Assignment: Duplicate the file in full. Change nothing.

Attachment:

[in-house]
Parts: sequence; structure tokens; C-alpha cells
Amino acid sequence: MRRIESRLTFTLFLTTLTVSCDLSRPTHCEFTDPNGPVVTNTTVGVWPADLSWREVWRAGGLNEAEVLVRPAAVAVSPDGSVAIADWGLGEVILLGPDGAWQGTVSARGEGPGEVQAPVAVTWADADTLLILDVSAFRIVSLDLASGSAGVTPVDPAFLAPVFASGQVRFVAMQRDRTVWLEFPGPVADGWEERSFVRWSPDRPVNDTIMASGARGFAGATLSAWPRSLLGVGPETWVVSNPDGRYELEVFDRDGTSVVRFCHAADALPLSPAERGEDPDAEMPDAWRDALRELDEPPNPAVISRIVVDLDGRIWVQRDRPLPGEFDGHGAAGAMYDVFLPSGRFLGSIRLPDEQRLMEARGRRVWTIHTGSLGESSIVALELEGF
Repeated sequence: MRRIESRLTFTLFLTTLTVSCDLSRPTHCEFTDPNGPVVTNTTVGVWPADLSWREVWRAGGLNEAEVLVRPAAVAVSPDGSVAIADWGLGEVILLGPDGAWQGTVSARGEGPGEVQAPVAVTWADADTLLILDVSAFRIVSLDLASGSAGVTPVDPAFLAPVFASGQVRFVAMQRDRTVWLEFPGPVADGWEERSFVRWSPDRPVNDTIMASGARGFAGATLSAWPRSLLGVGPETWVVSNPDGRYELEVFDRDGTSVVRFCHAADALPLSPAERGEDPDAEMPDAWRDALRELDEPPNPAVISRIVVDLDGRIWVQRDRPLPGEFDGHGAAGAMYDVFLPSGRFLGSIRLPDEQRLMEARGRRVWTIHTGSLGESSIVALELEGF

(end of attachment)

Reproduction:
[in-house]
Parts: sequence; structure tokens; C-alpha cells
Amino acid sequence: MRRIESRLTFTLFLTTLTVSCDLSRPTHCEFTDPNGPVVTNTTVGVWPADLSWREVWRAGGLNEAEVLVRPAAVAVSPDGSVAIADWGLGEVILLGPDGAWQGTVSARGEGPGEVQAPVAVTWADADTLLILDVSAFRIVSLDLASGSAGVTPVDPAFLAPVFASGQVRFVAMQRDRTVWLEFPGPVADGWEERSFVRWSPDRPVNDTIMASGARGFAGATLSAWPRSLLGVGPETWVVSNPDGRYELEVFDRDGTSVVRFCHAADALPLSPAERGEDPDAEMPDAWRDALRELDEPPNPAVISRIVVDLDGRIWVQRDRPLPGEFDGHGAAGAMYDVFLPSGRFLGSIRLPDEQRLMEARGRRVWTIHTGSLGESSIVALELEGF
Repeated sequence: MRRIESRLTFTLFLTTLTVSCDLSRPTHCEFTDPNGPVVTNTTVGVWPADLSWREVWRAGGLNEAEVLVRPAAVAVSPDGSVAIADWGLGEVILLGPDGAWQGTVSARGEGPGEVQAPVAVTWADADTLLILDVSAFRIVSLDLASGSAGVTPVDPAFLAPVFASGQVRFVAMQRDRTVWLEFPGPVADGWEERSFVRWSPDRPVNDTIMASGARGFAGATLSAWPRSLLGVGPETWVVSNPDGRYELEVFDRDGTSVVRFCHAADALPLSPAERGEDPDAEMPDAWRDALRELDEPPNPAVISRIVVDLDGRIWVQRDRPLPGEFDGHGAAGAMYDVFLPSGRFLGSIRLPDEQRLMEARGRRVWTIHTGSLGESSIVALELEGF